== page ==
Monday, June 1, 2009

We who are about to die, give you the finger.

It's not Monday again? All right. Out with it. One of you smart young whippersnappers has a built trans-temporal fugimomator and you've trying it out on me. I know perfectly well that weeks are normally at least three months long. You can't fool me that easily. Ha. One thing I'd like to know is why you evil geniuses will keep using me as a test subject? I promise you, in the future, or the next dimension or the planet Borogrove... they're expecting someone taller. And better looking. With money. Possibly with intelligence too. So why the little hairy fellow, eh?
I mean every bit of research shows that in real world it's the tall handsome blokes with right family who gets the promotion, and the girl. Yeah, I know. There was Napoleon (and Casanunder), but in general terms if you were going to pick on likely heroes in real life it's not going to shrimp orphan, or the junior cabin boy, or the standard fantasy trope, the underdog. So why do we root (put your minds back above your belt, Australians, or I'll confiscate your sheep! root in English or American sense) for the little guy facing huge odds, the underdog, the least likely hero on the block.
My own theory is that it evolved to prevent the species becoming totally inbred, but maybe I'm wrong. It's a major feature of our writing. It's popular. Why, and how do you exploit it? I've got ideas. I always have ideas, but I'd be curious about yours.
And short squat types try harder.
Ask Casanunder.


Rowena Cory Daniells said...

Go the Underdog!

Dave, I think it is because we are all secretly underdogs. I mean, seriously, how many of us were popular in school.

Take an average year of around 100 kids. Maybe 3 boys and 3 girls were good looking, clever, good at sport and socially aware enough to get on with people. The rest of us floundered.

So that leave 94% of people who identify with the underdogs!

How's that for pseudo-science?

Dave Freer said...

So how come in the real world tall people get paid more? :-)

Anonymous said...

I was popular at school. I had people lining up around the block to beat on me.

Do we root for the underdog? In boxing, for instance, if you have a plucky club fighter up against the world champion (like in Rocky) then while some of the people might be cheering for Rocky, most of them have paid good money to watch Apollo beat the tar out of a bum.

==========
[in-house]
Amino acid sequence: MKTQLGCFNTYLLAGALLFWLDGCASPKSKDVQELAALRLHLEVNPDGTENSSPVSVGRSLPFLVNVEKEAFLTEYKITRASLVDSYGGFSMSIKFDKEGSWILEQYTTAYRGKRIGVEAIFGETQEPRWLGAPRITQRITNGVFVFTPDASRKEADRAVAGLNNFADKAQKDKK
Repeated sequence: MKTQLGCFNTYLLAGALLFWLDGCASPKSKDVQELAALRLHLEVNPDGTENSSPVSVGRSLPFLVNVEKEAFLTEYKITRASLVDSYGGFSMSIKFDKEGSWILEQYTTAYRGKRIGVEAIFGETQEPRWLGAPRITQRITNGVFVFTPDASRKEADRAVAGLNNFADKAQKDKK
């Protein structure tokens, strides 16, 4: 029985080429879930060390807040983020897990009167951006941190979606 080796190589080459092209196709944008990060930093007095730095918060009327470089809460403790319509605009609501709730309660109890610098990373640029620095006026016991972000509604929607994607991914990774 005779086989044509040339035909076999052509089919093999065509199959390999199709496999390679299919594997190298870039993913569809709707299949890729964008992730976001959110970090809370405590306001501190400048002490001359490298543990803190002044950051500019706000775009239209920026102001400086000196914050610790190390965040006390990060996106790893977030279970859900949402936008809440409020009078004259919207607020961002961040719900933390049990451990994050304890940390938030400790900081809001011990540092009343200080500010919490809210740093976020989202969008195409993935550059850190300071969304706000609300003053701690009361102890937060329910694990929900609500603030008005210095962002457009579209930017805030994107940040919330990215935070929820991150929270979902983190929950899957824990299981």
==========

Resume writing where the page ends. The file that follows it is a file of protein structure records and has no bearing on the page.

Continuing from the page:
There's Underdog fiction and myth, as per Joseph Campbell, but there are a lot of Ubermensch heroes as well.

Ori Pomerantz said...

It might be genre specific. Science Fiction and Fantasy are fairly cerebral. This means that most of your readers were underdogs in elementary school. Nerds only become popular when kids get old enough to realize nerds know how to do cool stuff.

In Romance Novels the characters usually aren't underdogs, IIRC. There is something making romance difficult, otherwise the book would be a extremely short. But it's not that the characters are low status.

Dave Freer said...

Anton, I think there are both cultural and genetic components in our support for underdogs. I suspect in strong authoritarian regimes and highly structured societies underdog support is low.

I think the one 'cue' I really should have given is there is scanty support for the untermensch who stays that to the end. Thomas Covenant anyone? There is an element of vicarious wish fulfilment in this for many of us I think. But it's also true that supportingthe status quo was good for your health, but that also led to inbreeding - see egyptian, and celtic myth and what we know of history for egs of brother-sister, father-daughter interbreeding. In the short term this not a bad thing for the expression of certain traits. It's quite common in various social animals. In the medium-long term it does end up weakening the dominant genome - especially where there is social avoidance of selective pressure (you're the king. You don't have struggle for food or even fight yourself most of the time). Sooner or later an upstart (underdog) would take out the weakened line. At this point the res to the social group - if they weren't quick to change horses and have established an 'in' with the new honcho, could find life short, and, more importantly, less likely to be fertile in terms of offspring. Sympathy with the underdog has a genetic advantage too.

Dave Freer said...

Ori, you're on target I believe. There is certainly some vicarious wish-fulfilment there. We geeks like to believe we have potential :-).
I'm not sure I agree with you in the romance area (someone who reads a lot, tell me). In those I have read the male is often the ubermench and the female protag the untermench. The girl who no one likes, the ordinary housewife in a threatening situation etc. RED ADAM'S LADY - one of my favorite historical romances ever, starts with the heroine, plucky but not in her own eyes pretty, as very much the underdog.